Dictatorships and primaries

In their excellent book “the dictator’s handbook” Bruno bueno de Mesquita and Alastair smith talk about why dictatorships usually put on a garb of democracy and hold (mostly) sham elections.

According to bueno de Mesquita and smith the reason is not to appear good in front of the international community, as the general discourse goes. Dictators are extremely rational actors, they say, and reputation in the international community didn’t usually give enough benefit to compensate for the cost of the garb of democracy and elections.

Instead, bueno de Mesquita and smith say that the real purpose of the elections is to keep followers in check. If a member of the dictator’s team “misbehaves” for example, getting rid of him is normally a difficult process. Essentially sacking is a hard job for anyone, even for hard nosed dictators. In the context of dictatorships sackings can get controversial and often bloody and is not a particularly pleasant process.

By putting in a garb of democracy, however, there is an easy way to sack an official. Assuming that in a dictatorship most citizens vote according to the fancies of the dictator, all a dictator needs to do to sack an official is to instruct the electorate to vote against the official the next time he is up for reelection. The sacking having been effected by “popular mandate”, the process is easier and likely to be less bloody and troublesome for the dictator.

Now, the question is if we can use this framework to understand the new US-style primary elections that the Indian national congress has been using for candidate selection in some constituencies in the forthcoming elections.

Normally in the congress, like in most other parties in India, candidates for elections are determined top-down, by the party “high command”. The risk with this however is that candidates who did not get a ticket to contest the elections know that for whatever reason the party high command is not in favour of them contesting. This can lead to disillusionment and can lead to defections to rival parties.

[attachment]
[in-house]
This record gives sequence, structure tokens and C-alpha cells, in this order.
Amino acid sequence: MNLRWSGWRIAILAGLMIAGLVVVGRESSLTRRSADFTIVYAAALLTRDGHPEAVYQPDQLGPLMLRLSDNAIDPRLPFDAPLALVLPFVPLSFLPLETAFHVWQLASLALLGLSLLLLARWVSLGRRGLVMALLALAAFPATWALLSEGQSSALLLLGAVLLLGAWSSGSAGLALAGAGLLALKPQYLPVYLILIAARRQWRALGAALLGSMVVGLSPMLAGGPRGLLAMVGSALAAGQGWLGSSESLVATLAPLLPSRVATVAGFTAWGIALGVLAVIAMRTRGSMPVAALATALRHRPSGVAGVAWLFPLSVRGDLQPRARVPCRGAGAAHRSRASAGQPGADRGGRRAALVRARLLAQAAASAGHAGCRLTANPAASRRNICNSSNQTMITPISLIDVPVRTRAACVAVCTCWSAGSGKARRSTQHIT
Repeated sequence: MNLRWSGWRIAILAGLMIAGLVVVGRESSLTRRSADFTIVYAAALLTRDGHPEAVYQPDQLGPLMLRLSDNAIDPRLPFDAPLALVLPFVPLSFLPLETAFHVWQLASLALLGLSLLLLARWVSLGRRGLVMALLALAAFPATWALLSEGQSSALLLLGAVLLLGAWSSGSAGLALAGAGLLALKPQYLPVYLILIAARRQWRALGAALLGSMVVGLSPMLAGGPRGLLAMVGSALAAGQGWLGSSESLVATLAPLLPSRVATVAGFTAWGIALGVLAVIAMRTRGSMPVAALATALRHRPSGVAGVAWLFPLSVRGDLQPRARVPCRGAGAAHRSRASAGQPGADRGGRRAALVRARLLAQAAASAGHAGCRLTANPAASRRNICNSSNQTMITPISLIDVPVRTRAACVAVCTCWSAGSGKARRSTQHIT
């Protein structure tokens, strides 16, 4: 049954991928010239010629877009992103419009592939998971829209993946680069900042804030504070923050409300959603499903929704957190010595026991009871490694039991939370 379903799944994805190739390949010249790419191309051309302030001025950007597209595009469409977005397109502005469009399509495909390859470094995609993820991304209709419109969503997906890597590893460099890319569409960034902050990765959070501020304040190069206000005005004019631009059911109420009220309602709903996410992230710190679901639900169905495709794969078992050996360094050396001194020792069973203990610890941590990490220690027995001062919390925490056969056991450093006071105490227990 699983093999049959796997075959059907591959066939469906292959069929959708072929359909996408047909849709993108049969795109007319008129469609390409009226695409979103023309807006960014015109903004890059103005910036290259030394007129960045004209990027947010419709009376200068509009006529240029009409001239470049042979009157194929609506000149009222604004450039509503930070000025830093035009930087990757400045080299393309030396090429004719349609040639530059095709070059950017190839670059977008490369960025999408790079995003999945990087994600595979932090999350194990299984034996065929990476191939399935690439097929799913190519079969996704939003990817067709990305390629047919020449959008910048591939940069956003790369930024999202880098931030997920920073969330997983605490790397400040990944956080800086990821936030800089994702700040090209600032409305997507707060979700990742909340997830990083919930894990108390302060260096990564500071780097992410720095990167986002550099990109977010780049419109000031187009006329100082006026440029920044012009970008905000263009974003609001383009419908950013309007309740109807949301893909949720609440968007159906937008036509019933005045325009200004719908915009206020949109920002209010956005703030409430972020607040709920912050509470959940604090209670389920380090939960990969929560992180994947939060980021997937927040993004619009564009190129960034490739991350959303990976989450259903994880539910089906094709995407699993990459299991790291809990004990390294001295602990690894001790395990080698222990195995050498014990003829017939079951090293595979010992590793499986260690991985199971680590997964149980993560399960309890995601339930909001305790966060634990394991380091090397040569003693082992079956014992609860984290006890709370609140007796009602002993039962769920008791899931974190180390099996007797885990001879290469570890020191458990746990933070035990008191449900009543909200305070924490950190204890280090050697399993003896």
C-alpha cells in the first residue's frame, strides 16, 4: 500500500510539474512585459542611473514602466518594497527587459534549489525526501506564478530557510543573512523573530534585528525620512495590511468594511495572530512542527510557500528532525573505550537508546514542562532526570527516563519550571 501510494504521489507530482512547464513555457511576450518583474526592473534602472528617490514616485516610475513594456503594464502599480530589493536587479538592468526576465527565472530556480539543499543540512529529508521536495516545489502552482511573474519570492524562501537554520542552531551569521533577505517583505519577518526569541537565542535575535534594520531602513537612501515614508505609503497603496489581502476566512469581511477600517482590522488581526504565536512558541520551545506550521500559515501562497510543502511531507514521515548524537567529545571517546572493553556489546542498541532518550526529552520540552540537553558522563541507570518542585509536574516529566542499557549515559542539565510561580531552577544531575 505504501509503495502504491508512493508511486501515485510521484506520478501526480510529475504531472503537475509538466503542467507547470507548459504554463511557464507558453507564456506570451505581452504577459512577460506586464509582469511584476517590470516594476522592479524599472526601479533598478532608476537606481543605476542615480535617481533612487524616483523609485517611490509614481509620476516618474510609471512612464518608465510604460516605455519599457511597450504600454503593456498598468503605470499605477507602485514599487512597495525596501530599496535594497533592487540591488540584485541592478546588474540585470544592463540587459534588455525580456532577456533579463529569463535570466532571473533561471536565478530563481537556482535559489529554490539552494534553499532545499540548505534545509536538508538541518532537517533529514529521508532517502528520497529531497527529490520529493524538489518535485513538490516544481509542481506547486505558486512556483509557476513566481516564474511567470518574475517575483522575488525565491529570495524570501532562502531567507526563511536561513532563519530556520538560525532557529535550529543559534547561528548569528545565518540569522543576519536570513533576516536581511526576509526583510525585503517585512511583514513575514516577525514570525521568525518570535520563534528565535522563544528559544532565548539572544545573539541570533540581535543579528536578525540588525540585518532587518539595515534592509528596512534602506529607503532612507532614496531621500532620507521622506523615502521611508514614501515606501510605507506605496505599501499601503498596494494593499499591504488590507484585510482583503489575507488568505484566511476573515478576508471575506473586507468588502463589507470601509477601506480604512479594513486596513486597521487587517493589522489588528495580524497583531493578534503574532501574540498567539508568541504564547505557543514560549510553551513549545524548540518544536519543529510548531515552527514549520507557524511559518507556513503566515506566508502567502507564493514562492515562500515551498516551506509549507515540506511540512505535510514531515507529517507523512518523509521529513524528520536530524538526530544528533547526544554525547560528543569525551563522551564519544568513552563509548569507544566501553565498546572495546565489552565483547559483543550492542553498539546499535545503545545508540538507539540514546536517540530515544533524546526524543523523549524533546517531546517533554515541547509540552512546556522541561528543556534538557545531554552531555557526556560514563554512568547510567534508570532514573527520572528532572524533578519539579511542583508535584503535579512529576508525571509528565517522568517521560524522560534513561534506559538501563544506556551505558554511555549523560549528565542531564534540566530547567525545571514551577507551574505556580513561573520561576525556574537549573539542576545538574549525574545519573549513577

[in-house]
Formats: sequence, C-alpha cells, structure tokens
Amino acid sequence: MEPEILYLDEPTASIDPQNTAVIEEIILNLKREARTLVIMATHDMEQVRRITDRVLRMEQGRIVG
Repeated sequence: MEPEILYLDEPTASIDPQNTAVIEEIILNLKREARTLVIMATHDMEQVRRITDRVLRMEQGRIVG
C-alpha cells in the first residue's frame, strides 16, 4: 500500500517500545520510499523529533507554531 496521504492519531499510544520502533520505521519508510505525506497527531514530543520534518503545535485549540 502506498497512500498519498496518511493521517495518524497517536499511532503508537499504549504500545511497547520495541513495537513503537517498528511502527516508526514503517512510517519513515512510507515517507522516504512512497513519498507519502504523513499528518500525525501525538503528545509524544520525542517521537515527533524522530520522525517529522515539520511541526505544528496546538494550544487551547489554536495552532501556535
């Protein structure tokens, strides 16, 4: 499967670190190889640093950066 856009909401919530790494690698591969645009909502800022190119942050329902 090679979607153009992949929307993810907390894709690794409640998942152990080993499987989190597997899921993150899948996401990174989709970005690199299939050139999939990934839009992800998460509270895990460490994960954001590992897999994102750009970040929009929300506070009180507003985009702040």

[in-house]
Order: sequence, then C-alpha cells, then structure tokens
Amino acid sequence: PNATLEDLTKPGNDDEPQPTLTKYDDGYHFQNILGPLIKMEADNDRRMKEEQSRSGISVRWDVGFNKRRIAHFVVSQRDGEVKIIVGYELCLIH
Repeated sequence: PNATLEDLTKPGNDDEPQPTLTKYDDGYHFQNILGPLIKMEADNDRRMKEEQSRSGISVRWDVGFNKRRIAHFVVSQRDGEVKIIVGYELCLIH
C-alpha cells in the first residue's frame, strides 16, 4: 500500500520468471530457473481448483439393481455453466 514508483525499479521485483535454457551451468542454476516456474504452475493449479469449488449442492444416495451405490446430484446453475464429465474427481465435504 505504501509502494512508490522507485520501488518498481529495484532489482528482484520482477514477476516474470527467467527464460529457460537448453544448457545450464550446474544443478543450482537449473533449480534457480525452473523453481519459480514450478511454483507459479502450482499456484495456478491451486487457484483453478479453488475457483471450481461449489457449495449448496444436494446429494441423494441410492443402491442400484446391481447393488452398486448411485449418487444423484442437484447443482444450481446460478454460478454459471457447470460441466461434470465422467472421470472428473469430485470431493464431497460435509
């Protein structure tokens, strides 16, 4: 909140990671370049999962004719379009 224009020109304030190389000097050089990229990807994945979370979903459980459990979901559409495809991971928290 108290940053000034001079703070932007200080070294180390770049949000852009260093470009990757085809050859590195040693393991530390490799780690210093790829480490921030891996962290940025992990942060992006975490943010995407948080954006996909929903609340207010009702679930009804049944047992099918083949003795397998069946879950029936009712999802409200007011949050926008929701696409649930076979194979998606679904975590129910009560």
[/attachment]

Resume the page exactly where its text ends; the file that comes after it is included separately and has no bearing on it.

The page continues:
In this context a primary election acts as a facade through which the party high command can get its choice of candidates without pissing off those applicants who did not get the ticket. Now the purported message to these unsuccessful applicants is that the next time they should work of getting the support of the party rank and file in their constituency.

In reality however, with the party being high command driven, the rank and file has voted as per the instructions of the high command! The high command thus gets its choice of candidates without losing the support of the unsuccessful candidates.

So why is it that primaries work in the US? For the same reasons that elections work in democracies! In the US parties are truly democratic and organised bottom up. There is no high command there to (credibly) dictate the choices for the rank and file. So the results of the primaries are truly reflective of the opinion of the party rank and file.

In conclusion, given the high command based structure of political parties in India, primaries will not work. Instead they will only end up as instruments in the hands of the party high commands, just like the sham elections on dictatorships.

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